Overall sales of Prime Day 2021 were modest compared with growth in previous events. Marketplace goods’ sales increased more than Amazon’s own products' sales compared with Prime Day 2020. This is the second year in a row marketplace sales grew faster than Amazon's own products.

Amazon.com Inc.’s seventh-annual Prime Day is in the books. While Prime Day 2021 marked yet another record-breaking two-day event for the retail giant, year-over-year growth decelerated quite a bit compared with previous Prime Days, a Digital Commerce 360 early analysis shows.

Digital Commerce 360 estimates Amazon’s sales on Prime Day hit $11.19 billion globally over the two-day period spanning June 21 and June 22, up 7.6% during the 48-hour event in October 2020 when sales reached $10.39 billion.

Overall, Prime members purchased more than 250 million items worldwide during the 2021 event, Amazon says. Best-selling categories worldwide included tools, beauty, nutrition, baby care, Amazon devices, electronics, apparel and housewares, the retail giant says.

What is Prime Day?

Prime Day, which features deals on many products on Amazon.com, began in 2015 as a celebration of Amazon’s 20th year in business. It turned into a summer sales holiday designed to drum up additional business for Amazon—and the retailer’s marketplace sellers—before the holiday shopping season. In recent years, other large retailers have offered promotions on their own websites around Prime Day to take advantage of the additional online shoppers.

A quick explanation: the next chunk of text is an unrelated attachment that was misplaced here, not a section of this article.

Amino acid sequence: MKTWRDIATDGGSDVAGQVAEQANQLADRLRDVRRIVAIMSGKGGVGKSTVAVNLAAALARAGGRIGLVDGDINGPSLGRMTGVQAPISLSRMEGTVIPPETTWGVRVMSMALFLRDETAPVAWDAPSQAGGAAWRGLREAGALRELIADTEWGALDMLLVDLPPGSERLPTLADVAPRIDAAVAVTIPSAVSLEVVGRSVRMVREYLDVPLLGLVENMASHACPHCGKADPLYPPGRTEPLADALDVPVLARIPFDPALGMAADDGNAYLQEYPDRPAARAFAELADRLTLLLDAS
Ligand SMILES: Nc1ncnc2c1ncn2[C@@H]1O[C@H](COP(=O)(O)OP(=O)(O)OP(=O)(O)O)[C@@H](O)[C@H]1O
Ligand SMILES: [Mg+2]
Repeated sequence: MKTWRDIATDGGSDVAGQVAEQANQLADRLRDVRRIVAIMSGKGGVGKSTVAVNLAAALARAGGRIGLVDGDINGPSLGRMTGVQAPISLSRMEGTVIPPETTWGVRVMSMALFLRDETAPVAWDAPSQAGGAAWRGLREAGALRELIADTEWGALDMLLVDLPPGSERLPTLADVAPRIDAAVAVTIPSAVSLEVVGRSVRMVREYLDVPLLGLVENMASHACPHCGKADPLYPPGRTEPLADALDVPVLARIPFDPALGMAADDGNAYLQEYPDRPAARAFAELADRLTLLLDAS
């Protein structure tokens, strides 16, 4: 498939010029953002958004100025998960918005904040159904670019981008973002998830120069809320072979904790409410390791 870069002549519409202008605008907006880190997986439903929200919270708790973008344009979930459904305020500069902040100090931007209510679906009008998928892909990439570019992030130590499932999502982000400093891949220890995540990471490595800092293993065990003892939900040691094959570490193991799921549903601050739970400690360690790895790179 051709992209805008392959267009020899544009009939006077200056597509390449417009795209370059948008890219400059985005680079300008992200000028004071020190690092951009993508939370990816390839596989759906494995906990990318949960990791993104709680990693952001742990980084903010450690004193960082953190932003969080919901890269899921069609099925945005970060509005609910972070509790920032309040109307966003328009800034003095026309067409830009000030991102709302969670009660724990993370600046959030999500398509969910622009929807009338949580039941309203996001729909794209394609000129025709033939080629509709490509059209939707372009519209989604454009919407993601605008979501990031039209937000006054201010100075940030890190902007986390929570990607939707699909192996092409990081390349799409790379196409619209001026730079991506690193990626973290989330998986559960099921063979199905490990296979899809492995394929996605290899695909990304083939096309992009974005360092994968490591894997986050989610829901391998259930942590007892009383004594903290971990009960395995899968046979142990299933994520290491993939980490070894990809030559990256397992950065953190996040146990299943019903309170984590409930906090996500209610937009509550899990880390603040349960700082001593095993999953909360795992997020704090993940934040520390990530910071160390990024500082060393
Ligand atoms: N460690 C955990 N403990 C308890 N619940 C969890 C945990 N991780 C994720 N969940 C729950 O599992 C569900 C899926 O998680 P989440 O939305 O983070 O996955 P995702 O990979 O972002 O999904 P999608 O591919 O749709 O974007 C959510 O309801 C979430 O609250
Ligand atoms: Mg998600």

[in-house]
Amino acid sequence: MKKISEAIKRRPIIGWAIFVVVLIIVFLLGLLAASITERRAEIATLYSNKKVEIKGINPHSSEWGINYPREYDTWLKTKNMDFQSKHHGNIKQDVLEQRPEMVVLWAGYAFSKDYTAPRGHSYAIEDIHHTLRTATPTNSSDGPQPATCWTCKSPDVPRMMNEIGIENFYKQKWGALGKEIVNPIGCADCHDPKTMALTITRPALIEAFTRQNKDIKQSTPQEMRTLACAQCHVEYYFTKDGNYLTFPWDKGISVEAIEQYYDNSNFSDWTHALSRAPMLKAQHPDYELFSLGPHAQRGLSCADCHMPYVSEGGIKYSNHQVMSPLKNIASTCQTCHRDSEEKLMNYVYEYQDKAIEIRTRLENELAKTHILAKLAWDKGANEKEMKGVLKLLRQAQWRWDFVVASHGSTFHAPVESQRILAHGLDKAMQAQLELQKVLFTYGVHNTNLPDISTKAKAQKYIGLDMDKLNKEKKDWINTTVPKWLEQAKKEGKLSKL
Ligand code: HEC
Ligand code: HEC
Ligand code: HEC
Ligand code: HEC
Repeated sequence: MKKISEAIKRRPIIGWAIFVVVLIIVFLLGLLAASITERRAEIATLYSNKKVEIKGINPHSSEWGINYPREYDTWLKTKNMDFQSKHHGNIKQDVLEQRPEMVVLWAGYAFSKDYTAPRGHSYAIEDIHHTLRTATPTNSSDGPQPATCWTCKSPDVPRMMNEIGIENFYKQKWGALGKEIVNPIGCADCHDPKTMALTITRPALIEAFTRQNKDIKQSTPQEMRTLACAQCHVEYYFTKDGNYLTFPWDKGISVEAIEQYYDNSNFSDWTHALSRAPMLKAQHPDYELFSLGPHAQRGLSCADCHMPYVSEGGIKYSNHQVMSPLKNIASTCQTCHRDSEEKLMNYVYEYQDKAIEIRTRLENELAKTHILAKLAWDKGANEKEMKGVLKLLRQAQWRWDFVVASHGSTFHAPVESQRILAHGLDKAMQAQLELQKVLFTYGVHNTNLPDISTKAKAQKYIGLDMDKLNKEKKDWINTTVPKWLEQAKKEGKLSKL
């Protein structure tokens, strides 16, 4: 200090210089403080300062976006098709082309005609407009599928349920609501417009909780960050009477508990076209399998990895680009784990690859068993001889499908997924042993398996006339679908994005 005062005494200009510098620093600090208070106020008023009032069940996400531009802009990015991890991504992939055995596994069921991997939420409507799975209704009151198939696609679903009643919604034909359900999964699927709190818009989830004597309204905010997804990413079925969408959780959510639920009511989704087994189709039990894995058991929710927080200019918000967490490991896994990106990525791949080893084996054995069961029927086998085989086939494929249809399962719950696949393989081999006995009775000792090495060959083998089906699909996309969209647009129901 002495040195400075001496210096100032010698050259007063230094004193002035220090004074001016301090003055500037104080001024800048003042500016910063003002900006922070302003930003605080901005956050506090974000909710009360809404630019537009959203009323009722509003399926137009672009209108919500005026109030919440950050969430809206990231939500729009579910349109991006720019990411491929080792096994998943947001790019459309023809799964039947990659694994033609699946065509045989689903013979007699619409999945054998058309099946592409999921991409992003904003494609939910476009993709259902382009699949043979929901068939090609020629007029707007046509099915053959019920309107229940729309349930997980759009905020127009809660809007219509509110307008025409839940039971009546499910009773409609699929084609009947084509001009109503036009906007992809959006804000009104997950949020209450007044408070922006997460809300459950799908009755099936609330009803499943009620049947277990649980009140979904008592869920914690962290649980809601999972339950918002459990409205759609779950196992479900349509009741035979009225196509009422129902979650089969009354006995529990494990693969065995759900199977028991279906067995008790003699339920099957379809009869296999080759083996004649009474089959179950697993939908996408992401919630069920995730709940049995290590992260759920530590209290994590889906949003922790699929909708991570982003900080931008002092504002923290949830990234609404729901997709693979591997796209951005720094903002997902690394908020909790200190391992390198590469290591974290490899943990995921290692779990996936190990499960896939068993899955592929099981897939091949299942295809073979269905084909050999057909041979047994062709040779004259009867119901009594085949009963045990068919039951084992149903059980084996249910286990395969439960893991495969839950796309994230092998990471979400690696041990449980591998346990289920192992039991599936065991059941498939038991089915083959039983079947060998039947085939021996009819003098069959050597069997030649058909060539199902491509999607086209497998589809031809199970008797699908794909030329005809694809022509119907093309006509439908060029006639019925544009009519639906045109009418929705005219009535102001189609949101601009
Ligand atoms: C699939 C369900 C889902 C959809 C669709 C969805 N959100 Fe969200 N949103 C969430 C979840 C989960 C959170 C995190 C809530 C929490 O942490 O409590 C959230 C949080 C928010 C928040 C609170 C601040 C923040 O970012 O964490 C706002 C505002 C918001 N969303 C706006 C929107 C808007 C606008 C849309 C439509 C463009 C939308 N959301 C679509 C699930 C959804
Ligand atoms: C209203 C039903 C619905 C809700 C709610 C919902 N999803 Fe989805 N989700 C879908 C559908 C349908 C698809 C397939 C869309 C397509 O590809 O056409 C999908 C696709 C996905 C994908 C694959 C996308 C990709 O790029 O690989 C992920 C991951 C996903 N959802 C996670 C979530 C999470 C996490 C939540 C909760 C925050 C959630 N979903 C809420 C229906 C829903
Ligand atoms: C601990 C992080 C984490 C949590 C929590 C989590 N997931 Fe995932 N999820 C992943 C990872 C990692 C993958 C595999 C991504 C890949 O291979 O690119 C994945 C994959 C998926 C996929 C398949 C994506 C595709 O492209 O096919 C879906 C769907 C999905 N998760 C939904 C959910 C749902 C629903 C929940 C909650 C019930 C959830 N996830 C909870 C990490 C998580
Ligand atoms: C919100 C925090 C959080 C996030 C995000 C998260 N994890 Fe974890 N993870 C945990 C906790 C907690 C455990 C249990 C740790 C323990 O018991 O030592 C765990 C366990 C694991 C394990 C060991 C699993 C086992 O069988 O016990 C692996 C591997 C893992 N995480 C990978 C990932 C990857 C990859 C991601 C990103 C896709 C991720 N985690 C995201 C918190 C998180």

Prime Day 2021 falls less than a year after the 2020 sales event. Amazon postponed Prime Day last year to mid-October from its usual summertime slot because of the coronavirus pandemic, which shifted consumers’ shopping priorities, impacted retailers’ supply chains and inventory, and led more shoppers to Amazon.com to purchase essential items.

Prime Day also is a vehicle for Amazon to sign up more consumers for its Prime membership, a $119 per year or $12.99 a month loyalty program that offers such perks as free one- or two-day shipping, digital photo storage and video streaming. Prime Day deals are only available to Prime members, which now total 200 million worldwide, CEO Jeff Bezos said in his annual letter to shareholders in April. That’s up from 150 million global Prime members in January 2020 and 100 million in April 2018.

Amazon’s marketplace sellers grew more on Prime Day

For the second year in a row, it was clear Amazon focused more on its marketplace sellers—which it refers to as small businesses—than it has in the past. And the results show it. Sales of marketplace products grew 12.0%, Digital Commerce 360 estimates. That compares to a 5.3% growth of Amazon’s own products, which includes its private-label goods, based on our early analysis. “Prime Day delivered the two biggest days ever for small and medium-sized businesses… growing even more than Amazon retail,” Amazon said in a release discussing post-event results.